ACCRA, Ghana — On the porch of a small clinic at the end of a dusty road, a group of women are gathered and waiting for their individual appointments. Some are pregnant, others are nursing babies, but all have been reminded about their visits by a mobile phone service called Mobile Midwife.
In sub-Saharan Africa, maternal health has long been a serious issue and risky undertaking. While one in 8,000 mothers in the U.K. dies in childbirth, about one in 22 women dies during pregnancy or childbirth in this region. According to the World Health Organization (WHO), childbirth and pregnancy in central African countries kill more women than in any other region in the world.
While many factors contribute to poor maternal health in Africa, it can be largely attributed to lack of access to proper health care and a delay in receiving treatment.
Rural areas in particular often experience greater difficulties with access to maternal health care, often due to a lack of transportation, expense, limited staff and supplies in health centers and inability to recognize an emergency. Due to these complications, getting women into health centers for health care appointments is often difficult.
Many women only receive one prenatal appointment throughout their pregnancy, and have superstitions about certain aspects of pregnancy, including the “Evil Eye.” In many cases, women have the date written down for their appointment, and then easily forget about it because they are illiterate, explains community health officer Alice Grant-Yamoah.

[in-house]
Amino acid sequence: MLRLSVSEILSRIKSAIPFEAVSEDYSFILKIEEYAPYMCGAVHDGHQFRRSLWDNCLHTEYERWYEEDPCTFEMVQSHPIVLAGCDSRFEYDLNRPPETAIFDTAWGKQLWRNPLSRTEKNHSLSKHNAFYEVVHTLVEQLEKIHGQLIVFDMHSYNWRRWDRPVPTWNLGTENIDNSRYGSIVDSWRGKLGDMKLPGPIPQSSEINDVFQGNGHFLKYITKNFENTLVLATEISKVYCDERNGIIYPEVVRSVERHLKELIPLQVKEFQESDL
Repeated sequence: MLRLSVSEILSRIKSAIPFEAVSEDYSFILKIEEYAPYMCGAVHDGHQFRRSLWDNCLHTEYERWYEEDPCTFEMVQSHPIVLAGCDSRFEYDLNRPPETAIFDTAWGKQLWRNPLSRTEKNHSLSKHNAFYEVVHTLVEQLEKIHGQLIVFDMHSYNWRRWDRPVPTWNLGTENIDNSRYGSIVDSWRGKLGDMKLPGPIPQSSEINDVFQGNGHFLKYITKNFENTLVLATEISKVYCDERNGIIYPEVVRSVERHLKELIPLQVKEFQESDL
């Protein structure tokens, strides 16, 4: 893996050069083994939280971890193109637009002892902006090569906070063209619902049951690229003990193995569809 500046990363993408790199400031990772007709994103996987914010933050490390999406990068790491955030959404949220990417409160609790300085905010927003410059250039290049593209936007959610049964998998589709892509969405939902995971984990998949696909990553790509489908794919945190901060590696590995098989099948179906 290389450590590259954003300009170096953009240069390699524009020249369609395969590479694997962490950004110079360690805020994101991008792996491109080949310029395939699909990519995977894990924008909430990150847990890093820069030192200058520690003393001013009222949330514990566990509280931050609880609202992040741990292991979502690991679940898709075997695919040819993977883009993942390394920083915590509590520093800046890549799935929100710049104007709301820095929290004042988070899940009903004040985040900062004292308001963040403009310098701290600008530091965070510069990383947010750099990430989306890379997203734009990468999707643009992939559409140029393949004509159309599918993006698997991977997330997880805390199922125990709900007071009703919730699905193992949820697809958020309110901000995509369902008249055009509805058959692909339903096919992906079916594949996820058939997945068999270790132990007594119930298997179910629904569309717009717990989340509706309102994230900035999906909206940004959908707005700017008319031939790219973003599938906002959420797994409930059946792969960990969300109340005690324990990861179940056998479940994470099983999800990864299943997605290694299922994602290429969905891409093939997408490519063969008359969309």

Mobile Midwife is a collaborative project between the Grameen Foundation and the Ghana Health service and part of the Ghana mobile technology for community health Initiative (Motech Ghana) that aims to provide tips for healthy pregnancies.
The project began in 2009. The application delivers customized information on a variety of pregnancy tips, such as healthy eating, treatment, vaccinations and labor services. Mothers and their families can choose to receive weekly, time accurate information in the form of voice messages or SMS alerts.
For many women, Mobile Midwife provides information that they would not otherwise have access to. Cynthia Larbie, pregnant with her second child, explained in an interview with BBC that the application taught her valuable information that she had not learned in her first pregnancy.
“When I was pregnant for the first time, I would have enemas, which are supposed to be good for you and your baby,” Larbie said. “But listening to messages from Mobile Midwife, I learned that they can cause your baby to be aborted.”
In Ghana, there are more mobile phone lines than there are people. Thus, using cellphone technology to connect women to health care facilities has been an effective approach. Each woman is assigned a unique number when she signs up for the service. She is then sent updates from a nurse or community health officer following each appointment.
As health centers release the data to women who sign up for the service, they are able to gather a group of maternal data for the region and look at those who are due for care.
In recent years, maternal health has improved dramatically, and in many ways, Mobile Midwife has helped to spur that effort. The maternal mortality rate in Ghana declined by 49 percent between 1990 and 2013, marking a significant improvement.
Still, reaching rural communities and areas without good service remains an obstacle for certain regions, but Mobile Midwife is used in seven districts across Ghana. A desktop application is available for health care providers to enter large amounts of data, and an app has been developed for use on Android Smartphones.
“Mobile Midwife is a great help to me,” said Regina, a pregnant woman in a small village in Ghana after listening to her first message from Mobile Midwife. “I can’t wait to listen to more messages and share them with my husband.”
– Julia Thomas